The overall story means steadily decreasing revenues for everyone except possibly the Wall Street Journal and the New York Times, and I wouldn’t be too sure about the Times. Occasionally a regional paper will have a good run and make up some ground, as the Chicago Sun-Times has done recently (passing the Tribune on circulation in fact), and I called out the San Jose Mercury News for impressive growth in the last post. But those cases are rare, and don’t seem to be long lasting effects.

Way less money to spend is convenient in some respects, though. It’s easy for an editor to rationalize ignoring a complex story such as Benghazi. Unconsciously, he may not want to cover it because of the danger to his precious historic president, but he can tell himself he just doesn’t have the resources.

One of the messages the right needs to communicate and make part of the popular understanding is how declining revenues have constrained the reporting at major newspapers. That would be one way to explain to people, without getting partisan about it, that those newspapers shouldn’t be regarded with the authority most everyone gave them thirty years ago.

 

* The Washington Post link in that blog post, showing 2012 circulation figures, is dead now. It was apparently based on an AP story, and got removed after a while. I found the original AP story on Yahoo, with all the numbers from the original cite. It’s here.

** I should repeat the same caveat as last time: I am looking primarily at print circulation declines, and so I have to do some arithmetic because the newer numbers combine web and print. Those numbers also give the web number, so I subtract to get the presumed print circulation. It’s possible that I’m misunderstanding what the web numbers mean. Some of the “web subscribers” might also receive a print edition. In that case, the print numbers would be higher. But since I think the industry would want those numbers to look as high as possible, I don’t think they’re defining things that way.

10 Responses to Top ten newspapers and their circulation–a six month update

  • “…those newspapers shouldn’t be regarded with the authority most everyone gave them thirty years ago”

    No worries there, mate.  Not.  One.  Bit.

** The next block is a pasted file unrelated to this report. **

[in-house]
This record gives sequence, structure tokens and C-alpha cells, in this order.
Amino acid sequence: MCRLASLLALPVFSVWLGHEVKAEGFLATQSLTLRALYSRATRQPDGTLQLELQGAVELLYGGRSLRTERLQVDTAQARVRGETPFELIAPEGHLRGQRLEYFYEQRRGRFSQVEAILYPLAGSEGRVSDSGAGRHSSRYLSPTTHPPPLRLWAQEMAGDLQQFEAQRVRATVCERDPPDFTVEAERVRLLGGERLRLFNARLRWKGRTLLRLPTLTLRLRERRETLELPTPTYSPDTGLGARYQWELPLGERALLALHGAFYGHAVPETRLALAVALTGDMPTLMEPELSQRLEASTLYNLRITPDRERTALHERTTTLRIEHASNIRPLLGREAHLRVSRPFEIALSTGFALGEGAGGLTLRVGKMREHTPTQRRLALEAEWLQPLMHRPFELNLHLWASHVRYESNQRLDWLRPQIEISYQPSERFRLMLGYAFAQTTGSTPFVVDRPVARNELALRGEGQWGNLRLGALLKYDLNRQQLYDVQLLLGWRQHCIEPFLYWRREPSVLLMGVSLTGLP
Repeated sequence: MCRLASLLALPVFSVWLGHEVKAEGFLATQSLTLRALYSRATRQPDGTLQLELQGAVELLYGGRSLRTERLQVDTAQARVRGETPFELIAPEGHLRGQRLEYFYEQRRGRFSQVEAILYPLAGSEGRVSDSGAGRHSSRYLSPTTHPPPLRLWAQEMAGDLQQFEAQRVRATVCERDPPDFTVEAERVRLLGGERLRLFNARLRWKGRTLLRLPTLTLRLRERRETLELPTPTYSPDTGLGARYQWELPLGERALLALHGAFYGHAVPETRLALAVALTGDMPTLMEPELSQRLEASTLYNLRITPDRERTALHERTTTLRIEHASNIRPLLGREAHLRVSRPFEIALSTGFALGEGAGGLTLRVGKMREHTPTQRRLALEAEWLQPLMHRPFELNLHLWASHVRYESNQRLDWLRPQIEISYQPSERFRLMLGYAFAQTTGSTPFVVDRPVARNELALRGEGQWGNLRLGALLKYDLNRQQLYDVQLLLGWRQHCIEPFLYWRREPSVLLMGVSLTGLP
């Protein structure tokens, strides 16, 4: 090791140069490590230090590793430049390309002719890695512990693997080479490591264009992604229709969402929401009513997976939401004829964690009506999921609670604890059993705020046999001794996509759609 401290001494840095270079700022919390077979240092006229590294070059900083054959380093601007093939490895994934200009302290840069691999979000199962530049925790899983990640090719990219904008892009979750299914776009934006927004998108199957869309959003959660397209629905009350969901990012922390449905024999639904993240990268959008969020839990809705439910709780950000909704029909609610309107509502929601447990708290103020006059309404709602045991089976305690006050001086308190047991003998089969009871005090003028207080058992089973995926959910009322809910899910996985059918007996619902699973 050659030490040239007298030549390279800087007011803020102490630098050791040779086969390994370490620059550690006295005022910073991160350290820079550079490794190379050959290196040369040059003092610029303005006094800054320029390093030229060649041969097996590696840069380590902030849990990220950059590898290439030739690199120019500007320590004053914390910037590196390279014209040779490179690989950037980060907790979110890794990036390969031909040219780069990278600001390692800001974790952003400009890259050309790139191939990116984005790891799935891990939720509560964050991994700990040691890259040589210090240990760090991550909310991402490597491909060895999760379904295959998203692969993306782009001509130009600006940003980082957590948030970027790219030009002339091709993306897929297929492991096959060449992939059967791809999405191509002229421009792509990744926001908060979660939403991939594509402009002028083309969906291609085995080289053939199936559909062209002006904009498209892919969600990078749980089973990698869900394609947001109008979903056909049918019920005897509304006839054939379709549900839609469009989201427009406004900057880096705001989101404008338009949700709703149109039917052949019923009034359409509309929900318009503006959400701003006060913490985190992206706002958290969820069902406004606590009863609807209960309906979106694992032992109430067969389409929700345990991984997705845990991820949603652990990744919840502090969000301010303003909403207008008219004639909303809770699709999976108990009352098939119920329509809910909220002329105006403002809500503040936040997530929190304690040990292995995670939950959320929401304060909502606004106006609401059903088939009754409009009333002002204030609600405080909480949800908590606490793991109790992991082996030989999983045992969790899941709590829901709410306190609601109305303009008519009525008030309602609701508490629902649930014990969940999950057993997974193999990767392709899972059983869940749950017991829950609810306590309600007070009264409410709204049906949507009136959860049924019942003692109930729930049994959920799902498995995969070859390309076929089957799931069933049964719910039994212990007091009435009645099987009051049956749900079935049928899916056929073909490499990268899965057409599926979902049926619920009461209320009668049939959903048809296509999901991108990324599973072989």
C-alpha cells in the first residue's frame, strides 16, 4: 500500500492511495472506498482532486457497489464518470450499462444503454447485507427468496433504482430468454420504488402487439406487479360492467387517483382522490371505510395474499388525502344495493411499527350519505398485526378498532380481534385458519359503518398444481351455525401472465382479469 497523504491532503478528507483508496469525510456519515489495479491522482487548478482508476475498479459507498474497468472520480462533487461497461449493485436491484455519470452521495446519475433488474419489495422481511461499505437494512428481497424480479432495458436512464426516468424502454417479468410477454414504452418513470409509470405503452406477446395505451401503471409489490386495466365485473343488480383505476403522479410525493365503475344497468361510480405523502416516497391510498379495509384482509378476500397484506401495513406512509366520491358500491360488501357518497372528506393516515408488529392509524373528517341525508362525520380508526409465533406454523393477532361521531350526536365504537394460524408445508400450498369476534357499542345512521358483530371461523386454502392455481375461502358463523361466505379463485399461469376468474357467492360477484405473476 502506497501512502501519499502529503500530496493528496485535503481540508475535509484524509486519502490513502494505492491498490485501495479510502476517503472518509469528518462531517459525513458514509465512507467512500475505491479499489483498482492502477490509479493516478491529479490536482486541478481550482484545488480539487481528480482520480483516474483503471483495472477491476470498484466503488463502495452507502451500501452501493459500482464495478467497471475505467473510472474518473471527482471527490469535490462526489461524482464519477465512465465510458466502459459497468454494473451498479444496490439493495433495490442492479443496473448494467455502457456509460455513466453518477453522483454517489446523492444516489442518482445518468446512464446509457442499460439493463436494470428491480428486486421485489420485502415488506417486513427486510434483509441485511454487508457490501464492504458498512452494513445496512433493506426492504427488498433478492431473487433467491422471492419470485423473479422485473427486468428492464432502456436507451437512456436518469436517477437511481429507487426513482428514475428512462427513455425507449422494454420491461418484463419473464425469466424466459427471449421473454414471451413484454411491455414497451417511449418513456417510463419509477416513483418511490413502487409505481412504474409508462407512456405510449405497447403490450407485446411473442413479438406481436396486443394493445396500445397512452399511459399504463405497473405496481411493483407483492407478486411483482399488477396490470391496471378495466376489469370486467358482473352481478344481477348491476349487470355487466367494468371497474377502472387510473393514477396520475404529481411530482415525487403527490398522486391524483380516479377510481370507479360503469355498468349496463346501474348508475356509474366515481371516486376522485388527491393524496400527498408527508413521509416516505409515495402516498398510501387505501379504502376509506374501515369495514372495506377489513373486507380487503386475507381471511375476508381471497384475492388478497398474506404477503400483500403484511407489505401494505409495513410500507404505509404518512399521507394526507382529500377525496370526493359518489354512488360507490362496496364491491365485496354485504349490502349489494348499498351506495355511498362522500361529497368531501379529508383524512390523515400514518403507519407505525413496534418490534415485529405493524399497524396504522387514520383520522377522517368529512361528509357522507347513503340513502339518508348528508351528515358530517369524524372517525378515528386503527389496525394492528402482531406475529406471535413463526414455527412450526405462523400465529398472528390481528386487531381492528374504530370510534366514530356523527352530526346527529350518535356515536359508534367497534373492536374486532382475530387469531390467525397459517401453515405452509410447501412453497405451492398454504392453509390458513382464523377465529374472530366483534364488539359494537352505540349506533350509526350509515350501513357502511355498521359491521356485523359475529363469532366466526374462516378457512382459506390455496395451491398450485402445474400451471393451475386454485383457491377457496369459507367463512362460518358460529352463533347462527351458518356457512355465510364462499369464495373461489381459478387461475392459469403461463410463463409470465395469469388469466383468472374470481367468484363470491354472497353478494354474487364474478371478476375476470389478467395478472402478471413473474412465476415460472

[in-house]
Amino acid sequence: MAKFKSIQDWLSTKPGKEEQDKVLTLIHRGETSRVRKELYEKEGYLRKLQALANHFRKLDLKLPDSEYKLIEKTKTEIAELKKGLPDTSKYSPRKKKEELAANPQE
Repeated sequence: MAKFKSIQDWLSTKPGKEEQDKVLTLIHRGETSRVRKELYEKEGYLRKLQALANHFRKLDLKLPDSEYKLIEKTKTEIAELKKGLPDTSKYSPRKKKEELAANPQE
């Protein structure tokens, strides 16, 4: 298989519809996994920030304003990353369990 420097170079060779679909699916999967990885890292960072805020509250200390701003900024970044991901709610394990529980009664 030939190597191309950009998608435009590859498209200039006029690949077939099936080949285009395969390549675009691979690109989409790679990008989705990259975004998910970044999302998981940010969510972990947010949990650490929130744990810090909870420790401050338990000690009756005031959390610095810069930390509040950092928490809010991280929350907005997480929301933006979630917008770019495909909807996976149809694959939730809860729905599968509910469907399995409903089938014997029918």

• One measurement that may not be publicly available is the circulation of the wire services.
    I’ve come across a few newspaper who have dropped at least one of the wire services: AP, Reuters, etc

  • I actually read USA Today as an app on my phone but would never subscribe to them. They seem pretty decent with their news.

  • Oh this is AWESOME!
    Can’r wait till they’re all out on the street….and that includes the braves, brave LAT boys vowing to quit if the Koch’s buy the paper.

    • Maybe the can get hired by Saloon, or Fluffpoo or even the mighty Daily Kras

    • Heh. Yeah. Somone might step in and save the LA Times, and the lefty reporters say they will quit. Since the paper clearly needs an enema, it is probably best if they do quit.

  • I’ve been a WSJ & Barrons subscriber since the 70s. WSJ gave me a digital sub for free a few months ago and it was certainly nice to be able to read it on my Kindle while on vacation. I will never willingly give up my print copies for two very simple reasons: my hot tub and my firebox. It is very unlikely that I can use my Kindle more than once in my hot tub and using it to light kindling wood in my firebox would not yield satisfactory results.

    The WSJ & Barrons reporting is first rate. They were the first to dig into Sunbeam’s fishy accounting, they broke Enron, Dorothy Rabinowitz ripped up the day care abuse cases (unfortunately no prosecutors or psychs were jailed), and so on. There is no other real news organization out there. If it’s not in the WSJ, either it did not happen or it just was not important.